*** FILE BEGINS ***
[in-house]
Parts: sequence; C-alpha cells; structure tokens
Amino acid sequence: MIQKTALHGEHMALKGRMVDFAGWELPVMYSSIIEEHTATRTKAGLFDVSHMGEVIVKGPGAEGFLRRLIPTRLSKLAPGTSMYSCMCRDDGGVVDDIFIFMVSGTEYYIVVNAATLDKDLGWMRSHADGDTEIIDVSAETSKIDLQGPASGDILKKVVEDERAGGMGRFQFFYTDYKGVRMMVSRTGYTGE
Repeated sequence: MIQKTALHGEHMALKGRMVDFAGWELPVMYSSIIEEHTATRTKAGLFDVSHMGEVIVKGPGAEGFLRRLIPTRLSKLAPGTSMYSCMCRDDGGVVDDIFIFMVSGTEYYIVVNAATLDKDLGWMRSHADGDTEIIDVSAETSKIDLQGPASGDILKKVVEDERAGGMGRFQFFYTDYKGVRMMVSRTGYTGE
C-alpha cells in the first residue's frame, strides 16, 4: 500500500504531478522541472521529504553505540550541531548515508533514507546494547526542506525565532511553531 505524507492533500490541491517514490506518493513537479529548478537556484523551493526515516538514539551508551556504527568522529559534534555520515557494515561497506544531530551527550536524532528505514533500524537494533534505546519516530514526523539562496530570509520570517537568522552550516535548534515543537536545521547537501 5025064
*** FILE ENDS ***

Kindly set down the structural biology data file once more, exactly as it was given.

[in-house]
Parts: sequence; C-alpha cells; structure tokens
Amino acid sequence: MIQKTALHGEHMALKGRMVDFAGWELPVMYSSIIEEHTATRTKAGLFDVSHMGEVIVKGPGAEGFLRRLIPTRLSKLAPGTSMYSCMCRDDGGVVDDIFIFMVSGTEYYIVVNAATLDKDLGWMRSHADGDTEIIDVSAETSKIDLQGPASGDILKKVVEDERAGGMGRFQFFYTDYKGVRMMVSRTGYTGE
Repeated sequence: MIQKTALHGEHMALKGRMVDFAGWELPVMYSSIIEEHTATRTKAGLFDVSHMGEVIVKGPGAEGFLRRLIPTRLSKLAPGTSMYSCMCRDDGGVVDDIFIFMVSGTEYYIVVNAATLDKDLGWMRSHADGDTEIIDVSAETSKIDLQGPASGDILKKVVEDERAGGMGRFQFFYTDYKGVRMMVSRTGYTGE
C-alpha cells in the first residue's frame, strides 16, 4: 500500500504531478522541472521529504553505540550541531548515508533514507546494547526542506525565532511553531 505524507492533500490541491517514490506518493513537479529548478537556484523551493526515516538514539551508551556504527568522529559534534555520515557494515561497506544531530551527550536524532528505514533500524537494533534505546519516530514526523539562496530570509520570517537568522552550516535548534515543537536545521547537501 5025064